“It’s a great big universe, and we’re all really puny!” he sings to a contrastingly upbeat tune. “We’re just tiny little specks, about the size of Mickey Rooney!”
But of course, there’s the king of them all, Yakko’s World, arguably the most famous song sung by the Animaniacs next to their theme song. As Yakko voice actor Rob Paulsen writes in his autobiography, “Everybody doesn’t like something, but nobody doesn’t like Yakko’s World.”
It’s an odd case as the song doesn’t have a punchline at all — it’s literally just Yakko singing nearly all the nations in the world, but the fun here is the grand scale of it all, the buoyant attempt to even do such a thing with no discernible reason other than it’s something Yakko can do. Add to that the catchiness of the song and how this could only be possible in a show as random as Animaniacs, and it’s no surprise Rob Paulsen still gets asked to sing it all the time.
“[Yakko’s World is] a song I will probably still be singing when they put the last nail in my coffin,” Paulsen writes. “[…] People often ask me if I’m sick of singing that song. Not at all, man. It’s when people don’t want to hear it that I will get worried.”
Paulsen’s effervescent singing performance also boosts the number’s appeal, but Paulsen was always on top of his game when it came to voicing Yakko Warner. This superlative level of commitment and showmanship was gleefully matched by Dot Warner’s voice Tress MacNeille, and Wakko Warner’s voice Jess Harnell. The way these three breathe life into the main trio cannot be understated — with so much energy in every word uttered by the three rascals, the Warner siblings wouldn’t be half as memorable as they are without these voice actors.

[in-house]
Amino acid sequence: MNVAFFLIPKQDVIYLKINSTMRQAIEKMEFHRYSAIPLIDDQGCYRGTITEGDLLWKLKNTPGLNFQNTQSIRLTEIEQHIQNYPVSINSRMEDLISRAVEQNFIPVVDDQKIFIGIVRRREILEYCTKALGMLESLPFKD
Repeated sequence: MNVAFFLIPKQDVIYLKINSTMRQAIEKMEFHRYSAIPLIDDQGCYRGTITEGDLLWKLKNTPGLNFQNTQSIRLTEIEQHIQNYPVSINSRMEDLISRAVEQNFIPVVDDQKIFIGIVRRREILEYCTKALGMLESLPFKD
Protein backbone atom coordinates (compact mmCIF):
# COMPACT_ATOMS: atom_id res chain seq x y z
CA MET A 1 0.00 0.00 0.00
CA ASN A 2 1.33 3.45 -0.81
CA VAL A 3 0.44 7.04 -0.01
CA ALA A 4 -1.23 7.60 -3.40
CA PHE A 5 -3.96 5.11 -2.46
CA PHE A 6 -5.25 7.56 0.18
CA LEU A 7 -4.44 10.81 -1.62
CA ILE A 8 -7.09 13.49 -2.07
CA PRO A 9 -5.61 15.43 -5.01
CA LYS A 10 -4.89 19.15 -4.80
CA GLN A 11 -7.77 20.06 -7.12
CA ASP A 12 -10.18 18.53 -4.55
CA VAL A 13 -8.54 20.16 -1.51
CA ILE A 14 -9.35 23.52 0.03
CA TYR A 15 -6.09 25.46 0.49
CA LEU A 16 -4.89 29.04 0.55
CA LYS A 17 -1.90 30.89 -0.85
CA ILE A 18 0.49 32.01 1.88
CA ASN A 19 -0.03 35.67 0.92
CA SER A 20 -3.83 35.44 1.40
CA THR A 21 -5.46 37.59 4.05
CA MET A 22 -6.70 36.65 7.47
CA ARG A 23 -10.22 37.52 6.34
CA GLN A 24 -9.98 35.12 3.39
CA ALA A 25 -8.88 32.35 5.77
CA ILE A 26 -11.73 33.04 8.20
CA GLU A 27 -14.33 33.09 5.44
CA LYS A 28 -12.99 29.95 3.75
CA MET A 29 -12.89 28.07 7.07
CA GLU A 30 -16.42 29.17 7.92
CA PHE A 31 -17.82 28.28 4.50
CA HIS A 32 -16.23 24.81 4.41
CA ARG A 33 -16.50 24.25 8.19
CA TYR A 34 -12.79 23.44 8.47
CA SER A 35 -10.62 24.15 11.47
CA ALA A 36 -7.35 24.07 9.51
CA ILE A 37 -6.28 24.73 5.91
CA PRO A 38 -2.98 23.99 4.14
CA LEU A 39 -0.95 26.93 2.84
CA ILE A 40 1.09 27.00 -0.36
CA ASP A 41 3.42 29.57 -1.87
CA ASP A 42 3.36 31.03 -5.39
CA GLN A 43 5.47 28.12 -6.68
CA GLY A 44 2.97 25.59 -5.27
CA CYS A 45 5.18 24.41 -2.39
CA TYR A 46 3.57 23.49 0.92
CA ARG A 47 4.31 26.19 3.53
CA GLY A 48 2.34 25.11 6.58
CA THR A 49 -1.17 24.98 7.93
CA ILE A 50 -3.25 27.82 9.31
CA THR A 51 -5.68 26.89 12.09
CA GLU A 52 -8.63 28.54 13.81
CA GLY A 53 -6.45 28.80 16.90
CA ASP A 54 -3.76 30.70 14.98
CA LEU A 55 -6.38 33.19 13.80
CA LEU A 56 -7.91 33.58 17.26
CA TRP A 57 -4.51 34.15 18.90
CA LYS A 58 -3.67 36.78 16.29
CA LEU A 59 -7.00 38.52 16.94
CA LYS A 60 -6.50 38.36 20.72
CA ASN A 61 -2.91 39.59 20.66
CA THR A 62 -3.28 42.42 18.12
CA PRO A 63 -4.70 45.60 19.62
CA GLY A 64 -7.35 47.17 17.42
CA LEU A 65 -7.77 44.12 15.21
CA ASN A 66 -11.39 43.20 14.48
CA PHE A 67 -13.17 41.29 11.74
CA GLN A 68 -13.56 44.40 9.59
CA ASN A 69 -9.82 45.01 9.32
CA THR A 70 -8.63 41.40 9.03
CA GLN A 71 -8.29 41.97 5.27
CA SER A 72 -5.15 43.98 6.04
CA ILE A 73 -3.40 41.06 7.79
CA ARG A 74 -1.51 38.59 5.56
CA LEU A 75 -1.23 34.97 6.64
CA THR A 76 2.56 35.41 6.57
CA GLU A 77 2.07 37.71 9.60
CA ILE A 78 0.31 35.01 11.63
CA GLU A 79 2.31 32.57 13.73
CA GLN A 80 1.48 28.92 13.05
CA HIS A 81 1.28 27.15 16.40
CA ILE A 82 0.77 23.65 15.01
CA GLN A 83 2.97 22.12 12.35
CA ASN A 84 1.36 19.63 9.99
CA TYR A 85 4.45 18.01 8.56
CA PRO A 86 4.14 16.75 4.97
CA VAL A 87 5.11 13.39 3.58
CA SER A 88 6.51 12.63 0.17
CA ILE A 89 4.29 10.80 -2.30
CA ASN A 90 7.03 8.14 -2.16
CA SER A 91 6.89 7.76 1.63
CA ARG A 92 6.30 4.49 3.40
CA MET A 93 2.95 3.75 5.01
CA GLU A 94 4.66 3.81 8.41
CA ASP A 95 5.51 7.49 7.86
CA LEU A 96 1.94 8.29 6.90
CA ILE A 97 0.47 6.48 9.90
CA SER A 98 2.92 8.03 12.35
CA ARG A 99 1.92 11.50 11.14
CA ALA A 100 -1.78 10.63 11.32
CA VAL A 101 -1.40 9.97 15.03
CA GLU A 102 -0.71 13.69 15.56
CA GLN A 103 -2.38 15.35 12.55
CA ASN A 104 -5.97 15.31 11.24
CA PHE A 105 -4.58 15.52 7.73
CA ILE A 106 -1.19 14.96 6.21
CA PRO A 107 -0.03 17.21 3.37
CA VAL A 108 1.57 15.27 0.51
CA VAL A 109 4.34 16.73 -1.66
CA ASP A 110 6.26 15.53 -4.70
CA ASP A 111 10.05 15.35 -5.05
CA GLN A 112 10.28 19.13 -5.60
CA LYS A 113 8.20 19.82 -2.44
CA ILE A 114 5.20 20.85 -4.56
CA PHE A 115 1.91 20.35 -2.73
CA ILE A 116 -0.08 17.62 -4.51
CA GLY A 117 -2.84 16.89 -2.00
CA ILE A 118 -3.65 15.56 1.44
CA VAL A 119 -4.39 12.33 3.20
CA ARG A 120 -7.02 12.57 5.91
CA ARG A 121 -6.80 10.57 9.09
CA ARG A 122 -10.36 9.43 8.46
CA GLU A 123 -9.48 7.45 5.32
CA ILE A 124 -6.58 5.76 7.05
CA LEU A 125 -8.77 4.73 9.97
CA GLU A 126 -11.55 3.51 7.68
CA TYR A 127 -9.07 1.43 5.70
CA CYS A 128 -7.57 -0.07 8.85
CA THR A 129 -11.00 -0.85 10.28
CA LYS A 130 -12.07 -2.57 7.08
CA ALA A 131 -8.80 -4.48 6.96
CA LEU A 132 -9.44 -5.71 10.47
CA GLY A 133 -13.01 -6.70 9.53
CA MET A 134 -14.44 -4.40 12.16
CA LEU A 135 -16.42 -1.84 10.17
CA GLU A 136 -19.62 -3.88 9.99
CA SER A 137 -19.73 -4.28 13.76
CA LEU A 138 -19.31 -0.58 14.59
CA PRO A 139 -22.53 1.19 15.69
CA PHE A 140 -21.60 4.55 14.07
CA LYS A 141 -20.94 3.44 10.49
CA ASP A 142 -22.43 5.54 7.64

Paulsen, MacNeille, and Harnell perfectly nail it with their comedic timing, singing vocals, inflating the main trio’s eccentric personalities to rapturous proportions. The Warner siblings were so much fun, people frequently forget they weren’t the only protagonists of the show: the theme song itself mentions Pinky and the Brain, Goodfeathers, Slappy, Buttons and Mindy, and Rita.
Slappy’s skits get referenced now and then and Pinky and the Brain were popular enough to get their own spin-off show, but that’s just it — the rat and mouse duo are better known as their own thing rather than a part of the Animaniacs crew. The Goodfeathers, being a Goodfellas parody, were a serious product of their time, Buttons and Mindy’s antics of Buttons constantly saving Mindy from danger got repetitive fast, and Rita’s schtick of singing in every segment paled in comparison to the tunes sung by Yakko, Wakko, and Dot.
Despite all the bits that didn’t work, though, Animaniacs was so full of energy, it couldn’t help but be a joy to watch. This energy was so infectious that so many of their songs have gotten millions of views on YouTube, and Animaniacs reunions are always a riot. As cartoons are usually a kid’s introduction to narrative and visual comedy, Animaniacs helped shape the humor of so many millennials today through witty and clever jokes that they could still find funny no matter how old they became.
“The edict from the top was ‘don’t condescend to the audience’,” Paulsen says. “They’ll get it at 8 or they’ll get it at 38.” Of course, the Animaniacs would hate me for using “jokes” as an umbrella term. As Yakko Warner said when he turned into a flower after being told to plant himself on the couch, “This isn’t a joke, it’s a visual gag.”